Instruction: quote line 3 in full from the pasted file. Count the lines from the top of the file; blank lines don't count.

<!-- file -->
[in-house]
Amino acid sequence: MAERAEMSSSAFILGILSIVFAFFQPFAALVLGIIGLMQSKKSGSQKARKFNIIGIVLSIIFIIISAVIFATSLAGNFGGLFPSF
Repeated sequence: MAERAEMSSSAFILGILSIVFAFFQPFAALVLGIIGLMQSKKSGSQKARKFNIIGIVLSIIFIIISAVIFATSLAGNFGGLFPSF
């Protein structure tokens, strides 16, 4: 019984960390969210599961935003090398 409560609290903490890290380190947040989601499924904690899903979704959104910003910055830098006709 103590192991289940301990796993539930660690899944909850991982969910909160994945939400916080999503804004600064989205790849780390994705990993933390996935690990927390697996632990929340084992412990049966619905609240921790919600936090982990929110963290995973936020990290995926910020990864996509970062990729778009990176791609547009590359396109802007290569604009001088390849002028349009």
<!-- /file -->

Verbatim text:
Repeated sequence: MAERAEMSSSAFILGILSIVFAFFQPFAALVLGIIGLMQSKKSGSQKARKFNIIGIVLSIIFIIISAVIFATSLAGNFGGLFPSF